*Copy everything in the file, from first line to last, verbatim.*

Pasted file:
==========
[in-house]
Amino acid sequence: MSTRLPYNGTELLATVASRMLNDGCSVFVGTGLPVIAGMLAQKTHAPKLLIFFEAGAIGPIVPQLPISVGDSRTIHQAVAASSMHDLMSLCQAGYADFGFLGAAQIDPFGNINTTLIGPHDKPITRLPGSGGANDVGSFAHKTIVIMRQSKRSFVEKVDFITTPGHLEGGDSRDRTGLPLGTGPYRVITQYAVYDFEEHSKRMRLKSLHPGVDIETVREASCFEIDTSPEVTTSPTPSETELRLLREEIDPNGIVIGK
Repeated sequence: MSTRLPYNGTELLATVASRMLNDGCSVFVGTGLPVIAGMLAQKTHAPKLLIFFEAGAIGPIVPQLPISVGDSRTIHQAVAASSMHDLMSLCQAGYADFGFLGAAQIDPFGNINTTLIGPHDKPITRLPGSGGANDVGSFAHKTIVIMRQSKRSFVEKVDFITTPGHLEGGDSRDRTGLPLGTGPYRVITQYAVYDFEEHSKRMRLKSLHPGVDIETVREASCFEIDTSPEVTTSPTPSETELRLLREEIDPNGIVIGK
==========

[in-house]
Amino acid sequence: MSTRLPYNGTELLATVASRMLNDGCSVFVGTGLPVIAGMLAQKTHAPKLLIFFEAGAIGPIVPQLPISVGDSRTIHQAVAASSMHDLMSLCQAGYADFGFLGAAQIDPFGNINTTLIGPHDKPITRLPGSGGANDVGSFAHKTIVIMRQSKRSFVEKVDFITTPGHLEGGDSRDRTGLPLGTGPYRVITQYAVYDFEEHSKRMRLKSLHPGVDIETVREASCFEIDTSPEVTTSPTPSETELRLLREEIDPNGIVIGK
Repeated sequence: MSTRLPYNGTELLATVASRMLNDGCSVFVGTGLPVIAGMLAQKTHAPKLLIFFEAGAIGPIVPQLPISVGDSRTIHQAVAASSMHDLMSLCQAGYADFGFLGAAQIDPFGNINTTLIGPHDKPITRLPGSGGANDVGSFAHKTIVIMRQSKRSFVEKVDFITTPGHLEGGDSRDRTGLPLGTGPYRVITQYAVYDFEEHSKRMRLKSLHPGVDIETVREASCFEIDTSPEVTTSPTPSETELRLLREEIDPNGIVIGK